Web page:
Former UFC Light Heavyweight Champion and future Hall of Famer, Forrest Griffin, gave an exclusive interview to Heidi Fang of MMA Fight Corner about his impending retirement from MMA. With his UFC Hall of Fame induction coming up at the UFC Fan Expo in Las Vegas at the Mandalay Bay Convention Center on July 6, Griffin reflected on his 15-fight career with the UFC, explained how it almost didn’t happen, and said he may not be done with fighting yet.
While Griffin noted that the TUF Finale battle with Bonnar was undoubtedly the defining moment of his career, he also revealed that he wasn’t even originally cast to be on the series. In fact, he was called up as an alternate. The Athens, Georgia native had just started working in law enforcement and had given up cage fighting. In a life changing decision, Griffin took a leap of faith to give his MMA career a second chance and quit his job as a cop.
“I was actually a last minute replacement,” Griffin explained. “Some poor guy, who I won’t name, actually failed his drug test for weed, and so I got his spot. I only had 17 days notice. I had just become a cop, and I’d quit my job being a cop in 2002 to become a professional cage fighter. And after years of being broke, and then a low-level bouncer, I decided to finish college and go back to law enforcement.
“And I had just started, had a new job, things were looking up, I was maybe going to take some grad school classes or something – probably not, but the idea was there. I had the application anyway. I was going to do it. But then I was like, ‘Man, it’s that evil mistress, she’s come back. She’s broke my heart once, but she wants me back.’ So I gave it another shot.”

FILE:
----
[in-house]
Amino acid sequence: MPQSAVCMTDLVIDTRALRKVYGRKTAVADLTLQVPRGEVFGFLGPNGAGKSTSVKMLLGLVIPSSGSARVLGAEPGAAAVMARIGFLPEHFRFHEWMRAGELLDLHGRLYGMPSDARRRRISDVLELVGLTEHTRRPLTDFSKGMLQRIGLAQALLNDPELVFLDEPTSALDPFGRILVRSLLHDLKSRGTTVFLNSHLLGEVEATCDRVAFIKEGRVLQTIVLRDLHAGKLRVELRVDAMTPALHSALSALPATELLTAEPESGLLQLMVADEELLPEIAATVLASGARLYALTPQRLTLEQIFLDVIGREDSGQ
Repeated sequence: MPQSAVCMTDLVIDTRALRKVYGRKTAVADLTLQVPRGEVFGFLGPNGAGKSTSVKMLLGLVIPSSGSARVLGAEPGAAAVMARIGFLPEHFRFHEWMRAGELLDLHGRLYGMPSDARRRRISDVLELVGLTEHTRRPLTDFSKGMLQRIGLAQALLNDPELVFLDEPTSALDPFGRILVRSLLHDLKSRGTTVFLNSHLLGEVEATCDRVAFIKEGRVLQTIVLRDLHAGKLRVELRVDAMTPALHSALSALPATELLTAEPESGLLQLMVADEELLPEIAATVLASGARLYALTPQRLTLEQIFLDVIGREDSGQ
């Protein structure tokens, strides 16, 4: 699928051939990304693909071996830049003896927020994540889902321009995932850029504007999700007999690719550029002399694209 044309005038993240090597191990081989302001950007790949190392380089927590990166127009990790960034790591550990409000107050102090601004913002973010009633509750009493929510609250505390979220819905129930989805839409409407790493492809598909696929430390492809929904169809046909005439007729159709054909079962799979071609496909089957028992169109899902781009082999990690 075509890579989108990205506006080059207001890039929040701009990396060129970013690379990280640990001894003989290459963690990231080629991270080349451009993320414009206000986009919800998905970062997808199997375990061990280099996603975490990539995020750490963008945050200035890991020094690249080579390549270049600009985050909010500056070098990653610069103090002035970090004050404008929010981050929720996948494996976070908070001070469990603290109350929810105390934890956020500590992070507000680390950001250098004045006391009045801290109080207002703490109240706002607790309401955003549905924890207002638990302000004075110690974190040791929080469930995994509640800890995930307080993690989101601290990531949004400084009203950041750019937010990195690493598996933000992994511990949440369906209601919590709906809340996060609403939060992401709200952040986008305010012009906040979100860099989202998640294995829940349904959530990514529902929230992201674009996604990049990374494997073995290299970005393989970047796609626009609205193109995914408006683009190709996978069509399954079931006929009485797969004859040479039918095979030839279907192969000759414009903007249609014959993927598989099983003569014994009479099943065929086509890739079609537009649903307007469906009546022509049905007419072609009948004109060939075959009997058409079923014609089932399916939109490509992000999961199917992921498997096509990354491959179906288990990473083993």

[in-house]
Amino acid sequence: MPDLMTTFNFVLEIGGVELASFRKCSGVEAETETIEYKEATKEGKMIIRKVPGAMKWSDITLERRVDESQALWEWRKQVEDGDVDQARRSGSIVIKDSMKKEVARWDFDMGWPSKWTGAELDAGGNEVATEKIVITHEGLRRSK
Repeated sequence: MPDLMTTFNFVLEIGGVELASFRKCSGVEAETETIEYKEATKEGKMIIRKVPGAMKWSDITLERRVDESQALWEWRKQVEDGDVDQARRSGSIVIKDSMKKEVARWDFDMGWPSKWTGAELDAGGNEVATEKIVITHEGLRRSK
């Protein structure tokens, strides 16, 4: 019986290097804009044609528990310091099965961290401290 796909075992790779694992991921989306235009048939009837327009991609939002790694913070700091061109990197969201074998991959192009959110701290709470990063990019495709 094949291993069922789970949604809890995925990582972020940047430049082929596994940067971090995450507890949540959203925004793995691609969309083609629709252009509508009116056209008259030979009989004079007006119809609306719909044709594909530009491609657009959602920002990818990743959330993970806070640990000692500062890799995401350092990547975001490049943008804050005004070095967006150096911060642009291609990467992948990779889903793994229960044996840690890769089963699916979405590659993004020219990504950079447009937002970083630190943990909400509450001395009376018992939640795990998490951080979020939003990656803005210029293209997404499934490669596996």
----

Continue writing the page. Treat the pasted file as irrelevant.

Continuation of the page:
“I’m glad,” Griffin said.”If I didn’t, I would have a lot of regret. Like ‘Man, I could’ve been a big superstar like that Stephan Bonnar if I had only done that show. If they’d given me more than 17 days notice’.”
With the history he’s had scrapping with some of the highest caliber fighters in the sport including: Anderson Silva, Tito Ortiz, Shogun Rua, and Stephan Bonnar, Griffin said it wasn’t easy to determine which of those men gave him the toughest fight ever.
“It’s tough to say. I’ve had a lot of tough fights, a lot of bad performances. If people liked me, it’s because I was very real. I never looked super human. I looked less than human sometimes. So, they were all tough. I don’t have a good answer.”
For the time being, Griffin knows it’s in his best interest to walk away from the sport. With three wins out of his last four fights and a unanimous decision win over Tito Ortiz at UFC 148 which earned Fight of the Night honors, Griffin is one of few recently retired fighters to leave the sport off of a W.
But, is it really over? Have we really seen Griffin step into the Octagon for the last time? According to Griffin’s jiu-jitsu coach, Robert Drysdale, Forrest was in the gym as soon as he was cleared to workout after his latest surgery. Drysdale said he wouldn’t be surprised if Forrest made a comeback because of his work ethic and desire to keep pushing himself.
“But, to say I’m unusual for that, most professional athletes have that,” Forrest said of his drive. “Most guys are like ‘Ok when can I start training again?’. I got into this because I like fighting, I like training. It’s fun, you know,” Griffin told MMA Fight Corner.
“I’ll start training again, September, August. Maybe if I’m just magically healed and like everything works great, then I’ll have to try [fighting] again. But, I’m not healthy now.”
Watch the video here: